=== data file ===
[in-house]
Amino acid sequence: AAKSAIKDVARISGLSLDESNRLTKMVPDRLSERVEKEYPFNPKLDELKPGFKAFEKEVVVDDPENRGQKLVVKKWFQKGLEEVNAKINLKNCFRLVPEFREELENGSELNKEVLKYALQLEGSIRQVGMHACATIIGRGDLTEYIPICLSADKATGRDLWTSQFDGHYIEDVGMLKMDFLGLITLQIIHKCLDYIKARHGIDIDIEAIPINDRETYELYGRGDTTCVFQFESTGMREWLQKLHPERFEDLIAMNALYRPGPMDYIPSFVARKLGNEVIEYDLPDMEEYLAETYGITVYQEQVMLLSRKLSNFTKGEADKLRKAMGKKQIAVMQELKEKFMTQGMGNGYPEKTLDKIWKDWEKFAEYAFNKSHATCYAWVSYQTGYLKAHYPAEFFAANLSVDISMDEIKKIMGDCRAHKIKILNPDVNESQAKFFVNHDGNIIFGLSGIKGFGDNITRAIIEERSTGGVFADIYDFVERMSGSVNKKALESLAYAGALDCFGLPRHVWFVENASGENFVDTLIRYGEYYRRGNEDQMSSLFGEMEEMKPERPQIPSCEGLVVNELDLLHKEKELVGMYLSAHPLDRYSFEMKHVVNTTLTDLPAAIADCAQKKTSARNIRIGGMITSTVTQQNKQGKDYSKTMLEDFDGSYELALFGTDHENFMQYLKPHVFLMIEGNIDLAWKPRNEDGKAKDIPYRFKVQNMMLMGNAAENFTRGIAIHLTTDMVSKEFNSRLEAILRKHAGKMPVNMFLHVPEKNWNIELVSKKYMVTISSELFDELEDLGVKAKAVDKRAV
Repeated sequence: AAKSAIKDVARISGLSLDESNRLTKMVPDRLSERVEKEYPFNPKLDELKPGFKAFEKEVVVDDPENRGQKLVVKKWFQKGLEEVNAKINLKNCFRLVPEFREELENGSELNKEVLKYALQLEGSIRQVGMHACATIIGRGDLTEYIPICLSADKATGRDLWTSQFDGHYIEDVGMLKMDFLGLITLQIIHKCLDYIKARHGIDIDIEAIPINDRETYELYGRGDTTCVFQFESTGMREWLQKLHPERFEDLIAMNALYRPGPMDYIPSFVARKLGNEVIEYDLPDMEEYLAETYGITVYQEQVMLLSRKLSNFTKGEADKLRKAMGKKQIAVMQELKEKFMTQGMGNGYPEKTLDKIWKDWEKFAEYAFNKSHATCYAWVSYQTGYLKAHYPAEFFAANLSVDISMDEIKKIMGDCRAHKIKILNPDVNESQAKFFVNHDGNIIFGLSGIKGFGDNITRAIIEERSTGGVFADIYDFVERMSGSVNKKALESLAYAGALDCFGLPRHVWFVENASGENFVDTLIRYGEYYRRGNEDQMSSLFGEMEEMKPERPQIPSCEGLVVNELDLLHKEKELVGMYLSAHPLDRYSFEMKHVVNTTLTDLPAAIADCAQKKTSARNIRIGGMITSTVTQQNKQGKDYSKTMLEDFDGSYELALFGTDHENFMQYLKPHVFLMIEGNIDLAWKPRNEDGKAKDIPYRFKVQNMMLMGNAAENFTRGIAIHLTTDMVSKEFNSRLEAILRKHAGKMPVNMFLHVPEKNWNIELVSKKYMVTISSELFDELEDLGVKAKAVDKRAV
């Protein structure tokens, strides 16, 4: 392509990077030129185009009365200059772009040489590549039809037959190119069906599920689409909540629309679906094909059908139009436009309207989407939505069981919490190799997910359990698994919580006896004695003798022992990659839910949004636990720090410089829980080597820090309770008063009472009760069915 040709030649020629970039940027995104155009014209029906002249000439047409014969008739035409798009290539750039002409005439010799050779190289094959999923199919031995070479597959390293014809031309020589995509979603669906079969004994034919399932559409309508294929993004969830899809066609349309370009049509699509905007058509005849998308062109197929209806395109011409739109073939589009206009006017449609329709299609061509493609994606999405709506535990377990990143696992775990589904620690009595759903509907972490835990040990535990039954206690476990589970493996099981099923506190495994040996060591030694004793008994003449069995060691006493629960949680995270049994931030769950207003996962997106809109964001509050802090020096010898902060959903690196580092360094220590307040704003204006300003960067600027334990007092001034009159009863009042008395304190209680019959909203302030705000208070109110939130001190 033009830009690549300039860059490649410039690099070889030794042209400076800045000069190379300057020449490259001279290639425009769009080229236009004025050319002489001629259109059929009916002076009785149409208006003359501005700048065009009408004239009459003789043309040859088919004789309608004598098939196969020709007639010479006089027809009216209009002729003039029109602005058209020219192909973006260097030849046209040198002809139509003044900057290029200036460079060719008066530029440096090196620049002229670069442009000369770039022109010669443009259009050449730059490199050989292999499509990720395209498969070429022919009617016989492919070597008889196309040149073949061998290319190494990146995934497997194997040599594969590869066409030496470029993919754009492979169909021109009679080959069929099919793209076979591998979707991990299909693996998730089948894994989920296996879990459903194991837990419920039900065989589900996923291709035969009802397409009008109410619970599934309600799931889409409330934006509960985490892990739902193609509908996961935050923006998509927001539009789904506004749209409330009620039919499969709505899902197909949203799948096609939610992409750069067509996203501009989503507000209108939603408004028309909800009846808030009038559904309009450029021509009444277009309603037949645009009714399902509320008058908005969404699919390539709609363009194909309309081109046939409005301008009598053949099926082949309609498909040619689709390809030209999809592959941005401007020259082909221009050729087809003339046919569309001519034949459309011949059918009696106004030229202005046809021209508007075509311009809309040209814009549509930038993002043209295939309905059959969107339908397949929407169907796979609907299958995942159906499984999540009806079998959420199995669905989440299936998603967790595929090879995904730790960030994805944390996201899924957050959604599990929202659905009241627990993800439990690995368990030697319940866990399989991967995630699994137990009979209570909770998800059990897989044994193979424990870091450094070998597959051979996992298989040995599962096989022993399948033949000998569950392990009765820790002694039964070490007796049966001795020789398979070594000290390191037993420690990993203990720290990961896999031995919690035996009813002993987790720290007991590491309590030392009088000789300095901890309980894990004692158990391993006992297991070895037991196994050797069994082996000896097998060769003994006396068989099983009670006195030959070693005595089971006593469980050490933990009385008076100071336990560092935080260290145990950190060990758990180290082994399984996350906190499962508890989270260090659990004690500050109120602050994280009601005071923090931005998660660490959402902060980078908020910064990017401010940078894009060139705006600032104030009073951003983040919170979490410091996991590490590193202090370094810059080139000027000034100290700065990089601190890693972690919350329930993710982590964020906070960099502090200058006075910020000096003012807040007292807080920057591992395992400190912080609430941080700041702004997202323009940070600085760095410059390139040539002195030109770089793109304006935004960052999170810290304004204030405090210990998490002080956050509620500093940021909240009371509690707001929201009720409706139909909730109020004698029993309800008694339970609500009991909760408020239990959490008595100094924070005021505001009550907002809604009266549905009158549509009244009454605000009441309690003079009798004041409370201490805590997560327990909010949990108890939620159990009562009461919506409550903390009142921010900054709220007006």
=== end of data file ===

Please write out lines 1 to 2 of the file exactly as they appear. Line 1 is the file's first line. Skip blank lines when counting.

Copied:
[in-house]
Amino acid sequence: AAKSAIKDVARISGLSLDESNRLTKMVPDRLSERVEKEYPFNPKLDELKPGFKAFEKEVVVDDPENRGQKLVVKKWFQKGLEEVNAKINLKNCFRLVPEFREELENGSELNKEVLKYALQLEGSIRQVGMHACATIIGRGDLTEYIPICLSADKATGRDLWTSQFDGHYIEDVGMLKMDFLGLITLQIIHKCLDYIKARHGIDIDIEAIPINDRETYELYGRGDTTCVFQFESTGMREWLQKLHPERFEDLIAMNALYRPGPMDYIPSFVARKLGNEVIEYDLPDMEEYLAETYGITVYQEQVMLLSRKLSNFTKGEADKLRKAMGKKQIAVMQELKEKFMTQGMGNGYPEKTLDKIWKDWEKFAEYAFNKSHATCYAWVSYQTGYLKAHYPAEFFAANLSVDISMDEIKKIMGDCRAHKIKILNPDVNESQAKFFVNHDGNIIFGLSGIKGFGDNITRAIIEERSTGGVFADIYDFVERMSGSVNKKALESLAYAGALDCFGLPRHVWFVENASGENFVDTLIRYGEYYRRGNEDQMSSLFGEMEEMKPERPQIPSCEGLVVNELDLLHKEKELVGMYLSAHPLDRYSFEMKHVVNTTLTDLPAAIADCAQKKTSARNIRIGGMITSTVTQQNKQGKDYSKTMLEDFDGSYELALFGTDHENFMQYLKPHVFLMIEGNIDLAWKPRNEDGKAKDIPYRFKVQNMMLMGNAAENFTRGIAIHLTTDMVSKEFNSRLEAILRKHAGKMPVNMFLHVPEKNWNIELVSKKYMVTISSELFDELEDLGVKAKAVDKRAV